The past week involved several community visits to check on orders placed with our weavers in Patacancha and to bring raw alpaca fiber to our spinners in Huilloc. We received a big order from a company in the US for 80 guitar straps that kept the women diligently weaving for the past two weeks. The job was evenly divided between the 39 weavers to be sure that the order was completed on time. As we try to expand to international markets, timeliness and standard weaving techniques are key to ensuring consistency and reliability. The guitar strap order provided the perfect test and we can now say that it was completely successfully!
Mercedes Durant, Awamaki’s Weaving Project Coordinator, led the trips to inspect and collect the orders. Her ability to speak Quechua is always a big help when communicating with the women we work with! After collecting orders, we made a quick stop in Huilloc. The previous week, Mercedes, Krissa, Andria and Courtney made the four hour journey to Pinchimuro where they picked up 33 kilos of raw alpaca fibre from a local man that Krissa met while hiking. The spinners are now in possession of the fiber and are busy spinning the naturally colored wool. The hand-spun spools will be sold in our store in Ollantaytambo and also used by our knitters to convert into scarves.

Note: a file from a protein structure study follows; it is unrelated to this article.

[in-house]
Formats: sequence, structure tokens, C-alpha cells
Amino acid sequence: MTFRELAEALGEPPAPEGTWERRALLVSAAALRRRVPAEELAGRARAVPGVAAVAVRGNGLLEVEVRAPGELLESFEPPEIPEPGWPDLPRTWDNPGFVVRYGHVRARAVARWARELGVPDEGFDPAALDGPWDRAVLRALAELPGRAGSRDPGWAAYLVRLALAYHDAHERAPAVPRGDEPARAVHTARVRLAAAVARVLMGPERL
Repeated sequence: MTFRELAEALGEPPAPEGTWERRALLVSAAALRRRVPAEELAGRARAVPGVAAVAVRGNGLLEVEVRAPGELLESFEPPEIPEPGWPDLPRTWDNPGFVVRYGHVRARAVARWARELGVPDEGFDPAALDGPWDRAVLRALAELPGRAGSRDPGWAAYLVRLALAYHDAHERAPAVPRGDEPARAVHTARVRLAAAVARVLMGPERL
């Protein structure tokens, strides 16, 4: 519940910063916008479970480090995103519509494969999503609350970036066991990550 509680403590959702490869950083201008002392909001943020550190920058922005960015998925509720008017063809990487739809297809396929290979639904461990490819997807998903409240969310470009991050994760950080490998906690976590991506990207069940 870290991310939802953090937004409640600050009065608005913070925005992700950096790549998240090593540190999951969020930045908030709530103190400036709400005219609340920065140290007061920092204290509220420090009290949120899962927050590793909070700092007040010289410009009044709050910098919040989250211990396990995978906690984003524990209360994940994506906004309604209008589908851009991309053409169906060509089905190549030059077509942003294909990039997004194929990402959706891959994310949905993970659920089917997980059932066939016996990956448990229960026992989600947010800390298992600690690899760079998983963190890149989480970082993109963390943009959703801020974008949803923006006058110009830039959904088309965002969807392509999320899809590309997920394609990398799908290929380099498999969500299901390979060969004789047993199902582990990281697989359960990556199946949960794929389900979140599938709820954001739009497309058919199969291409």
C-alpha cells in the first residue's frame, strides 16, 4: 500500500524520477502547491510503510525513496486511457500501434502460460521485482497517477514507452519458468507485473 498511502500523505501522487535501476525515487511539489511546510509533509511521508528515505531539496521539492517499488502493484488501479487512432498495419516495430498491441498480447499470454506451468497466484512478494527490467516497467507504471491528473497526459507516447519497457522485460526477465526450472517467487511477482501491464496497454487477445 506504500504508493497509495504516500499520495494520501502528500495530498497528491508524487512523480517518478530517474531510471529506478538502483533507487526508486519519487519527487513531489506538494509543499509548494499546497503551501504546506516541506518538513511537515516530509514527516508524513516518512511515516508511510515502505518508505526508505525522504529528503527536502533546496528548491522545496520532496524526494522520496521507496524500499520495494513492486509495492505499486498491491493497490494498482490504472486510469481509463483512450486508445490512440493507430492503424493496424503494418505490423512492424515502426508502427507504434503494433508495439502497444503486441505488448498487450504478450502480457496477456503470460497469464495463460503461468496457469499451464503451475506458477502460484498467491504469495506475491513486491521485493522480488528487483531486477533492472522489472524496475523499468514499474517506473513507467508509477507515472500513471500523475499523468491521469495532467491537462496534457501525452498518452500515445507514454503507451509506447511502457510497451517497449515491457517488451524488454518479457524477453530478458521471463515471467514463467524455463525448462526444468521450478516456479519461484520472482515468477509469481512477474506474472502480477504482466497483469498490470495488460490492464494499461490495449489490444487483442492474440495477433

Mercedes leading a meeting with the weaving cooperative in Patacancha
Inspecting finished guitar straps
Adding finishing touches
Preparing guitar straps for collection
Mercedes and Awamaki weaving volunteers, Lauren and Tessa, collecting guitar straps
Before they are sheared, alpaca can be found roaming the mountains surrounding Ollantaytambo
A spinner in Huilloc inspects the alpaca fiber
The women begin with two kilos each for spinning
Kids play as their mothers talk business
The women use a wooden drop spindle for spinning and always carry it at their side
Mercedes demonstrates the size yarn that the wool should be spun to and what type of products might be made from such yarn- in this case a scarf
Each women checks in and receives pay for previous orders they have completed
With fiber in hand, the women are now ready to spin
To find out more about Mercedes’ work and the communities Awamaki works with, you can read an article that was recently featured on Stirring the Fire’s website.